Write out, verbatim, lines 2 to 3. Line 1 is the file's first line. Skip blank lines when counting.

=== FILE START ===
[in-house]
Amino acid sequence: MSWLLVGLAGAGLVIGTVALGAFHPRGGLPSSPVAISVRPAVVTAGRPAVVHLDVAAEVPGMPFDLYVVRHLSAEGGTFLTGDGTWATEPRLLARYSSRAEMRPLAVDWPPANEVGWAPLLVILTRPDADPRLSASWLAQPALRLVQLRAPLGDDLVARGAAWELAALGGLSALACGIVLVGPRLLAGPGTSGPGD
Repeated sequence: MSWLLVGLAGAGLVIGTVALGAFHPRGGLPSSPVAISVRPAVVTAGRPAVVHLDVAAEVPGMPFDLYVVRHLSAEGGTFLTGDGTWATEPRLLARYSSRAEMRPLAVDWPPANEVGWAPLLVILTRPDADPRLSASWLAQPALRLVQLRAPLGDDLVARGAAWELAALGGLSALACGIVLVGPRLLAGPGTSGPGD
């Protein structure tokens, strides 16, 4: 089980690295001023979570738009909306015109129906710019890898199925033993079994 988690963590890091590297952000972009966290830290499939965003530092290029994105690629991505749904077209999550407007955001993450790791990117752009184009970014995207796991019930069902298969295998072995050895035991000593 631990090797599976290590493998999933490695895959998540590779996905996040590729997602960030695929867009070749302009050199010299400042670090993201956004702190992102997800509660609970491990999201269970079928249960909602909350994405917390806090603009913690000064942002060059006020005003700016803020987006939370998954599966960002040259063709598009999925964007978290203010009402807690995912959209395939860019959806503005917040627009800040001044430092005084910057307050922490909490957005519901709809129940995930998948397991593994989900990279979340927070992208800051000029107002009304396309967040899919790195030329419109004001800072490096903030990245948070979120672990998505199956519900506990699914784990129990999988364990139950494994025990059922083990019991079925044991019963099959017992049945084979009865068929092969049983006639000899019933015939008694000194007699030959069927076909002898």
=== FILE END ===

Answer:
Amino acid sequence: MSWLLVGLAGAGLVIGTVALGAFHPRGGLPSSPVAISVRPAVVTAGRPAVVHLDVAAEVPGMPFDLYVVRHLSAEGGTFLTGDGTWATEPRLLARYSSRAEMRPLAVDWPPANEVGWAPLLVILTRPDADPRLSASWLAQPALRLVQLRAPLGDDLVARGAAWELAALGGLSALACGIVLVGPRLLAGPGTSGPGD
Repeated sequence: MSWLLVGLAGAGLVIGTVALGAFHPRGGLPSSPVAISVRPAVVTAGRPAVVHLDVAAEVPGMPFDLYVVRHLSAEGGTFLTGDGTWATEPRLLARYSSRAEMRPLAVDWPPANEVGWAPLLVILTRPDADPRLSASWLAQPALRLVQLRAPLGDDLVARGAAWELAALGGLSALACGIVLVGPRLLAGPGTSGPGD